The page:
It’s so hard to make sense of COVID-19. When we sat down at the start of 2020 to plan what we thought our big priorities would be this year – defending ourselves and our communities against a pandemic certainly wasn’t at the top of anyone’s list.
That’s why in the very early days of the virus spreading in Ireland, we came together as a community to decide what we wanted to fight for as the disease took hold, and we entered into lockdown. We were all scared and uncertain, but we drew strength from each other and plotted a strong path forward.
Hundreds of us decided that coming together as a community was the most important thing that we could do at that moment. In fact, the number one concern Uplift members had was knowing how to be of service in our local areas. So, we launched our weekly Songs of Struggle and Action meet-ups and helped connect members with local groups and businesses who were struggling because of lockdown.
We also campaigned hard for the things we needed to keep safe. We fought to bring in the eviction ban; a mortgage moratorium, better PPE for people working on the frontline, moving people out of Direct Provision and Emergency Accommodation, better protections for the Traveller Community and people in Nursing homes.
At the very start of this story, it was clear what we needed to work towards together. But, as we emerged into the middle chapters – post lockdown – we felt uncertainty growing and turned to our community again to plot a path forward.
At the end of July, over 2,500 Uplift members fed into a massive survey on what our priorities should be right now.
Here are our results.
Uplift members’ mental health has been the most negatively affected by the pandemic.
Many members also lost income and work; had important healthcare appointments canceled, lost access to childcare, couldn’t pay their rent or bills, and either had a family member get sick with COVID-19 or got sick themselves.
Here’s some of what members said:
“My father’s Alzheimer services were restricted which created anxiety in him that is difficult to relieve. It also impacted me as we had less social interactions which are crucially important to keeping him in society, and me as his chief carer connected with others. Isolation is devastating for carers’ emotional wellbeing.”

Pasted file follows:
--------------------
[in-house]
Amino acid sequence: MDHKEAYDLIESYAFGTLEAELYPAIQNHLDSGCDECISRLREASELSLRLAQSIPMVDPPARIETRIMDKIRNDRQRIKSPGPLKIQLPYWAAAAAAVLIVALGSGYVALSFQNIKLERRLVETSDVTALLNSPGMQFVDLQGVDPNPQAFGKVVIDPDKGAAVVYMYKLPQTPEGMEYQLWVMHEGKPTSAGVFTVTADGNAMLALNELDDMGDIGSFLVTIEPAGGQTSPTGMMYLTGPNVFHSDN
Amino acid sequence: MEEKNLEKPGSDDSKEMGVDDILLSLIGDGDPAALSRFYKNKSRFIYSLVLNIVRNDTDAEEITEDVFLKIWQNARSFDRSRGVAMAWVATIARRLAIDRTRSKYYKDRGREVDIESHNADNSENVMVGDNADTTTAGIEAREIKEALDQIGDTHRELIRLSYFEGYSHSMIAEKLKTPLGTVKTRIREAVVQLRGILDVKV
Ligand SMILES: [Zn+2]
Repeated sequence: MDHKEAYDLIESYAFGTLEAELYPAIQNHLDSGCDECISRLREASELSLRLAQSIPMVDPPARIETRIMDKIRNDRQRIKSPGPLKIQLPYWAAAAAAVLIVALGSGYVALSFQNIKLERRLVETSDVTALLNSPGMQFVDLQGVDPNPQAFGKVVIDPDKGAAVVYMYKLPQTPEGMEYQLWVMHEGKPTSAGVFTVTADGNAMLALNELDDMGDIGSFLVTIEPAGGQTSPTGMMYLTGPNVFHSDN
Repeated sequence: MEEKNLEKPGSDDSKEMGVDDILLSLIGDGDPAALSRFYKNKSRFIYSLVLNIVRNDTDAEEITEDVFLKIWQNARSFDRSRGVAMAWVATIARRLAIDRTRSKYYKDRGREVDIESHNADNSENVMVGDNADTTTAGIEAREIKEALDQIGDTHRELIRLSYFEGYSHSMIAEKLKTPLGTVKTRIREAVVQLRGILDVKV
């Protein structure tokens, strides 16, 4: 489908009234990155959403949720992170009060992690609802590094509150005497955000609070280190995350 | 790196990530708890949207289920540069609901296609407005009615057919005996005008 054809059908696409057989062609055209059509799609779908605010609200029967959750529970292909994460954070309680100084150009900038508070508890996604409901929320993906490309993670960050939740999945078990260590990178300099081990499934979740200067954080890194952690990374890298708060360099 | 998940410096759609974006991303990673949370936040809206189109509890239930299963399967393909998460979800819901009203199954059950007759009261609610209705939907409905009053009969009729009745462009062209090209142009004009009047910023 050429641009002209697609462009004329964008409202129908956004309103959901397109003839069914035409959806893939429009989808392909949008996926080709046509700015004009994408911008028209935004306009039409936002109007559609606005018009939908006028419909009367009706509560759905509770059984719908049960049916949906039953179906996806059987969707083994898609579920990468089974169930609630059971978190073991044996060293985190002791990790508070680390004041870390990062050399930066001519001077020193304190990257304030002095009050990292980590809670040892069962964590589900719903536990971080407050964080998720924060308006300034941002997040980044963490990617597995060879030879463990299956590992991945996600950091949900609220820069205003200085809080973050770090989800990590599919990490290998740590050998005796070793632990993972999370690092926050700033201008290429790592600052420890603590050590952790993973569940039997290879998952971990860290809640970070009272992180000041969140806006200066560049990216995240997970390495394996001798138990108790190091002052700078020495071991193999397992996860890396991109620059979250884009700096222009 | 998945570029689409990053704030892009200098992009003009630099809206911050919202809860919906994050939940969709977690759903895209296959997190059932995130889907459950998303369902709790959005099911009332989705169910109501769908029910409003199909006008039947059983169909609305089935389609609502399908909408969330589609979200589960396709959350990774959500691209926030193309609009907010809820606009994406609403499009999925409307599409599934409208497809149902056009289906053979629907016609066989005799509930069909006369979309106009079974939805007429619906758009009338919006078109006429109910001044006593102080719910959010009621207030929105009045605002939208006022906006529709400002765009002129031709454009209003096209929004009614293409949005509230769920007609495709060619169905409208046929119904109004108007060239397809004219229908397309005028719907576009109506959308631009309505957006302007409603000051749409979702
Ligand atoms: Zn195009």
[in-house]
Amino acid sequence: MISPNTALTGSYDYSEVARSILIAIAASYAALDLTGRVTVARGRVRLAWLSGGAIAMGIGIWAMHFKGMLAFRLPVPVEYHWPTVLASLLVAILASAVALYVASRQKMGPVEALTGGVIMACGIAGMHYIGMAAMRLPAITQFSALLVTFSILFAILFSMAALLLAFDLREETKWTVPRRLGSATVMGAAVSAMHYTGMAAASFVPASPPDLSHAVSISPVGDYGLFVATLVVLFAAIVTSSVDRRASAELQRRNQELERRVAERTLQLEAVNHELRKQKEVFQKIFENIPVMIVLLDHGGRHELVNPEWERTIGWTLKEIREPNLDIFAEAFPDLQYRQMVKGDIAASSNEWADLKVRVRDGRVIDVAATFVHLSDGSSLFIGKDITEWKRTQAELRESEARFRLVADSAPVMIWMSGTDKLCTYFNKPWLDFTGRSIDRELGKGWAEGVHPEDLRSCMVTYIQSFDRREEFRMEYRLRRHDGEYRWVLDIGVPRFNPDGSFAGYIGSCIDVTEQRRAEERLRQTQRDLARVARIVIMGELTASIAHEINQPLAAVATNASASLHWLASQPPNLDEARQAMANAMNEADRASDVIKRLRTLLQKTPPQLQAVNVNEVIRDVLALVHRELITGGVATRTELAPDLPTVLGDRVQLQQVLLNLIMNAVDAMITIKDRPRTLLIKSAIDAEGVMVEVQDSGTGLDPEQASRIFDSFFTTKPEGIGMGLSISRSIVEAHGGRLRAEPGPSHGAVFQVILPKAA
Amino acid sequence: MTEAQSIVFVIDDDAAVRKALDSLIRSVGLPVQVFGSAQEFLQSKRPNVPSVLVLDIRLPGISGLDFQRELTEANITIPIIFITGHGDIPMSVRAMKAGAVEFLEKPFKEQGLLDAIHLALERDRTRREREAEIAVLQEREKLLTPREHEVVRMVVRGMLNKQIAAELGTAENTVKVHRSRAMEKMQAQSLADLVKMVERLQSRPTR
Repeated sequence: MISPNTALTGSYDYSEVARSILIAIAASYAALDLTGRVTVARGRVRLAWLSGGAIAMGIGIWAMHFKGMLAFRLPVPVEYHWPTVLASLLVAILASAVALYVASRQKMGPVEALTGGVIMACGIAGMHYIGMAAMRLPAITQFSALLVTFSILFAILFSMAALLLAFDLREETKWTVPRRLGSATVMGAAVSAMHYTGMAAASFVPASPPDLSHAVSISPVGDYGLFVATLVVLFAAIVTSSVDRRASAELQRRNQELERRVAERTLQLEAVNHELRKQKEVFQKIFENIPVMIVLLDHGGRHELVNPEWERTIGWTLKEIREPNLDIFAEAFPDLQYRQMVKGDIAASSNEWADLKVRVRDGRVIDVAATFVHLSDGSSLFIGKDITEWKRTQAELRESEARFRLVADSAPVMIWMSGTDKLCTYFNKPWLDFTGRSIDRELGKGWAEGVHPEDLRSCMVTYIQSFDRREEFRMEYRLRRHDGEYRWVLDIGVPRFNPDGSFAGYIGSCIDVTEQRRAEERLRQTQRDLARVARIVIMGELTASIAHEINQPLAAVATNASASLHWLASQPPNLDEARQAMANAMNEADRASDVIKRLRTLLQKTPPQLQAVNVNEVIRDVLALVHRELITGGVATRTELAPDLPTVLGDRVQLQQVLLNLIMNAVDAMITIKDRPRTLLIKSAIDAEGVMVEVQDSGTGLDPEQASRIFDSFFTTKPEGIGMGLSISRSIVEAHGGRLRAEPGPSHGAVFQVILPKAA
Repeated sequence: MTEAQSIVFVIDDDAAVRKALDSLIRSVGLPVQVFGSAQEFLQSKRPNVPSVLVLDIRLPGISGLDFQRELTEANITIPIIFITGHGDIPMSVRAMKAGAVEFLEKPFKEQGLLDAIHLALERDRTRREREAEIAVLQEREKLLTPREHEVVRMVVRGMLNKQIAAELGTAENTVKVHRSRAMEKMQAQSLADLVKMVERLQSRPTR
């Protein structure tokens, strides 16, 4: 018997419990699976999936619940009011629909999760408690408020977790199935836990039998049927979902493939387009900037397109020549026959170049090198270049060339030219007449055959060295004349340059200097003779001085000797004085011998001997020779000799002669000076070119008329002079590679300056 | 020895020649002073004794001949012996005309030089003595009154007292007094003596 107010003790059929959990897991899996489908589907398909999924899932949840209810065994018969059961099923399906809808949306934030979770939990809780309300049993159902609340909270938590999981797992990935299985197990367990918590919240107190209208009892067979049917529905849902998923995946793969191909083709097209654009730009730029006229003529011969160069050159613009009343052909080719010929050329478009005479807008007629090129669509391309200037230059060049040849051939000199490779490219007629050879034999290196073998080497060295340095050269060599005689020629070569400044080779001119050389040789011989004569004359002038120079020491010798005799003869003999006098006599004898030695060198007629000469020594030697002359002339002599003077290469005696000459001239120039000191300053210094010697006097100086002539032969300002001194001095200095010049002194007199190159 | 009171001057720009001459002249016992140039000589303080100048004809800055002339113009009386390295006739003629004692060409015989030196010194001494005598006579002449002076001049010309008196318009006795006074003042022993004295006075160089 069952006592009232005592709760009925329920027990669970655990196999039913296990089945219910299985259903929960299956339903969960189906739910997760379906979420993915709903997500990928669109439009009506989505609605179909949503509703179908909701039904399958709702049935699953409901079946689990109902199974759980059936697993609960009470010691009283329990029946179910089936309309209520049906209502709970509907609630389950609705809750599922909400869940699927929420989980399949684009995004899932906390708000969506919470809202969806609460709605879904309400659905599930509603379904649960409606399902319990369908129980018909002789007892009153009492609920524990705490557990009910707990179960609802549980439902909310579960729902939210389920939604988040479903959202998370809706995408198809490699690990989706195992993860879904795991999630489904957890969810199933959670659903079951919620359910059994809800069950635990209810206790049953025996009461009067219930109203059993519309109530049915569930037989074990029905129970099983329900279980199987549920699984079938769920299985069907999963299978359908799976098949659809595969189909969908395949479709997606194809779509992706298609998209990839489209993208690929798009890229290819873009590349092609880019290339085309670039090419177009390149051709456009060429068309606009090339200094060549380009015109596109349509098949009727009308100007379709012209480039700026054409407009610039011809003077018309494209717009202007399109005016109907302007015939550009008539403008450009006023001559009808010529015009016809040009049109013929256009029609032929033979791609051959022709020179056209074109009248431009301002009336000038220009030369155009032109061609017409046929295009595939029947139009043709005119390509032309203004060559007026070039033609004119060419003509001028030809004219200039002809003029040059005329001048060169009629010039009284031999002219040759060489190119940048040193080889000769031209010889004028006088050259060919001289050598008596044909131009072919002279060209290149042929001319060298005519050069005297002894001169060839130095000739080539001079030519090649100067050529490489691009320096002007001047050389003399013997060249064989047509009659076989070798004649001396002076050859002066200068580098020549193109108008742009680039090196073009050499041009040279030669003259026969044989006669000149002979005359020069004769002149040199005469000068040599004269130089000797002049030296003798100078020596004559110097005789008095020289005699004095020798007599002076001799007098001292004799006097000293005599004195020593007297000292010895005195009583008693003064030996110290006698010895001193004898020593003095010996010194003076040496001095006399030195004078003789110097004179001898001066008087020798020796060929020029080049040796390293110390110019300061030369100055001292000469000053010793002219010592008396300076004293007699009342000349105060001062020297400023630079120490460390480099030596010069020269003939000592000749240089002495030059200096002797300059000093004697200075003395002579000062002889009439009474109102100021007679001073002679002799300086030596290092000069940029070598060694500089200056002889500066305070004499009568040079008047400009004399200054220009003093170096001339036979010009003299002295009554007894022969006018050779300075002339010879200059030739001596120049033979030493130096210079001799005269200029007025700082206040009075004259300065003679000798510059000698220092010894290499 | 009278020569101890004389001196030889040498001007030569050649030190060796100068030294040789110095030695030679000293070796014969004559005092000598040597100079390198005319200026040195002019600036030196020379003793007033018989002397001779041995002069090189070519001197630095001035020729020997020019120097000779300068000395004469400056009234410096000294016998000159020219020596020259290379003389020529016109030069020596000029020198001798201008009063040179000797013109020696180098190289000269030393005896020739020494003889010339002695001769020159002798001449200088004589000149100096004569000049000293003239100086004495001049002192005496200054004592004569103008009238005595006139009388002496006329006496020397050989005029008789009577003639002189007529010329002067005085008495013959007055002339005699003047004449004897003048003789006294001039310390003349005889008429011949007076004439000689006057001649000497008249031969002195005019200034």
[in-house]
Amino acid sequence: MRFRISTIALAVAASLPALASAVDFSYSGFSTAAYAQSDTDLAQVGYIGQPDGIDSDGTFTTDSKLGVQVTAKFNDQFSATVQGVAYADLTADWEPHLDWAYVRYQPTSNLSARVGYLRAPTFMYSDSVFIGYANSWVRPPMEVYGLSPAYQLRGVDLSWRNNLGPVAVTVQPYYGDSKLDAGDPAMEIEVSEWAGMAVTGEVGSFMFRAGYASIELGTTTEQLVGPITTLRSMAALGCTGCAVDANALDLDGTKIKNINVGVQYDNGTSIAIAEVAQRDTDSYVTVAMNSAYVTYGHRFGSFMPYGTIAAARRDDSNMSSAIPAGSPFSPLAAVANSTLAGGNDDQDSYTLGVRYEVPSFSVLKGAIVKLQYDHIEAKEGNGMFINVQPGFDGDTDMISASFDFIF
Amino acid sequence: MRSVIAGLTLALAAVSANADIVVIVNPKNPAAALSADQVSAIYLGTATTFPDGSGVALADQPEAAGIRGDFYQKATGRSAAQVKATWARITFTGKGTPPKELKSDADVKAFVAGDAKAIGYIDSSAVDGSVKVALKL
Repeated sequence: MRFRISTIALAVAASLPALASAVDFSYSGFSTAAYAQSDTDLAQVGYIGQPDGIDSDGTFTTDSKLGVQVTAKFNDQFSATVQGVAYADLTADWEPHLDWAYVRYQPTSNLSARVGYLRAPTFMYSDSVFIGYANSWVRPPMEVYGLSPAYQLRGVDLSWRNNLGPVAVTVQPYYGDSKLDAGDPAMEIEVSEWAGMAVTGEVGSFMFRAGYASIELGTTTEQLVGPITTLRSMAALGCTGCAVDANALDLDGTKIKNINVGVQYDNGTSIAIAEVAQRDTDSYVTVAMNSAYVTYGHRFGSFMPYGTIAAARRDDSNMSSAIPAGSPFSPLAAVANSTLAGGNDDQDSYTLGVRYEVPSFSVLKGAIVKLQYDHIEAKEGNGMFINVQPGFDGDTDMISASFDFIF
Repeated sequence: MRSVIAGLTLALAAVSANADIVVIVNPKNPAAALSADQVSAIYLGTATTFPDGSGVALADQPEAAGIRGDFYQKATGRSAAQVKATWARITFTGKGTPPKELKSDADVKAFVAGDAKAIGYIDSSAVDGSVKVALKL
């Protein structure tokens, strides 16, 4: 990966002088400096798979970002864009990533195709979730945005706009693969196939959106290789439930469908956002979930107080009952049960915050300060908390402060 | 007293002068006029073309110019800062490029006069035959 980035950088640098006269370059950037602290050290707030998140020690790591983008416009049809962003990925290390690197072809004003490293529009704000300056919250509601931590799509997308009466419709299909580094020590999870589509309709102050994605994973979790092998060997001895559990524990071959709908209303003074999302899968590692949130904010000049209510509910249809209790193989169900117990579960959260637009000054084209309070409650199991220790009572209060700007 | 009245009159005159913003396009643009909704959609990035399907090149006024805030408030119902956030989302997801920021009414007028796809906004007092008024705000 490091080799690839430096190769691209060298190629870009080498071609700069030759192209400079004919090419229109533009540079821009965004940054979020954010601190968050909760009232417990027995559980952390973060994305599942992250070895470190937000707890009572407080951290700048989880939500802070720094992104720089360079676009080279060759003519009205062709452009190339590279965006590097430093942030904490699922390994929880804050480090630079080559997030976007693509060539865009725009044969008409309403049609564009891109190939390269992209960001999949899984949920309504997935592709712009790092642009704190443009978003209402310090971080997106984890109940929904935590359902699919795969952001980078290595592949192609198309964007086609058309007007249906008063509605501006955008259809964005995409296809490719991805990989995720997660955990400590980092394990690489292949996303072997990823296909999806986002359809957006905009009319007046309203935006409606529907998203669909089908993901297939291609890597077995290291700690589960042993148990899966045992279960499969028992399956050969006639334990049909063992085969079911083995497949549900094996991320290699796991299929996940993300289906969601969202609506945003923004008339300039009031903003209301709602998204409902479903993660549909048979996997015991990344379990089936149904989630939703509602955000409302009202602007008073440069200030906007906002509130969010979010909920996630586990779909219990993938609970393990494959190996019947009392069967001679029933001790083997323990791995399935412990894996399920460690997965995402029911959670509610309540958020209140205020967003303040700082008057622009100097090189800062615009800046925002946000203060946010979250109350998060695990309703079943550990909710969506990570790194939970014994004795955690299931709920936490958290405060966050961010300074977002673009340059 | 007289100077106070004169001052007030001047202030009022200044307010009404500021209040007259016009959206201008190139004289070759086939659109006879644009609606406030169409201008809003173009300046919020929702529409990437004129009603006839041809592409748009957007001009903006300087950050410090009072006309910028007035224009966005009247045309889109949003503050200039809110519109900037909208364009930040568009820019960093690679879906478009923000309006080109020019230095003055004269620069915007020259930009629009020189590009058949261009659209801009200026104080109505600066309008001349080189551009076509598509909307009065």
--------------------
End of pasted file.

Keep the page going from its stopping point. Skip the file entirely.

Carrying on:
“My children have suffered emotionally and socially as a result of having no return to school since March 12th. My eldest has missed primary school graduation, gaeltacht trips, and now introduction camps for secondary school have been cancelled. Lots of disappointment all round.”
“I am a Lactation Consultant who works with mother and baby dyads, and they have been severely affected during this crisis, I have been unable to visit, both because of government restrictions on being able to do home visits as this very crucial time, but also because I have a partner who is in the at risk group.”
Overall, members felt that the Government’s response to the crisis could have been better.
More specifically, members felt that politicians had to take stronger action on a range of issues.
Here were some priorities members identified:
- Regular health appointments like cancer screenings and mental health diagnoses should start as soon as possible.
- Mortgage holders shouldn’t face sanctions for getting mortgage breaks during COVID-19.
- Recruit more nurses and increase their salaries.
- People shouldn’t be evicted from their homes because they can’t pay rent.
- There should be a detailed investigation into why so many people died of COVID-19 in nursing homes.
- Pubs and nightclubs should remain closed while COVID19 cases are on the rise.
- Stronger emphasis on protecting the environment and nature.
- Airline companies should not be able to advertise cheap holidays.
- People who were made unemployed because of the COVID-19 pandemic should keep getting the full COVID-19 payment.
- Set caps on the childcare fees parents pay regardless of their income.
- The Government should provide people with face masks.
So, what’s the plan?
We’re a campaigning community of over 278,000 people who take action. That’s why we’re already fighting for these key changes in this phase of Ireland’s response to COVID-19.
- Next week, members will email these survey results to their local TDs – providing decision-makers with a snapshot of what people in the community need them to focus on.
- Members are calling for The Traveller Community to be protected during COVID-19.
- Members are fighting for free masks to be distributed and for the COVID-19 payment to be kept for those who need it.
- Members are calling for The Department of Justice to move people seeking asylum out of Direct Provision and end the system entirely.
- We’re calling for people who work in meat factories to be protected.
- Members are fighting to stop evictions, hundreds of us called the Minister for Housing before the temporary ban was lifted, and now we’re fighting to get the full ban reinstated.
- We’re also campaigning for mortgage holders to be protected.
- Uplift members like Stacey are fighting for 24/7 mental health services, and together we’ll deliver her petition to Minister Mary Butler next month.
- The Uplift team is designing a member-led process to develop a practical and ambitious people-powered health care plan – focusing on increasing the number of diagnostic and screening appointments available and pushing for better pay and conditions for nurses.
But, as always, there’s so much more to do. That’s why each and every one of us every Uplift member should feel empowered to start a campaign on something we a burning issue they care about. It’s easy. Any member can start a campaign on my.uplift.ie to make their voices heard, and we’ll be with you every step of the way.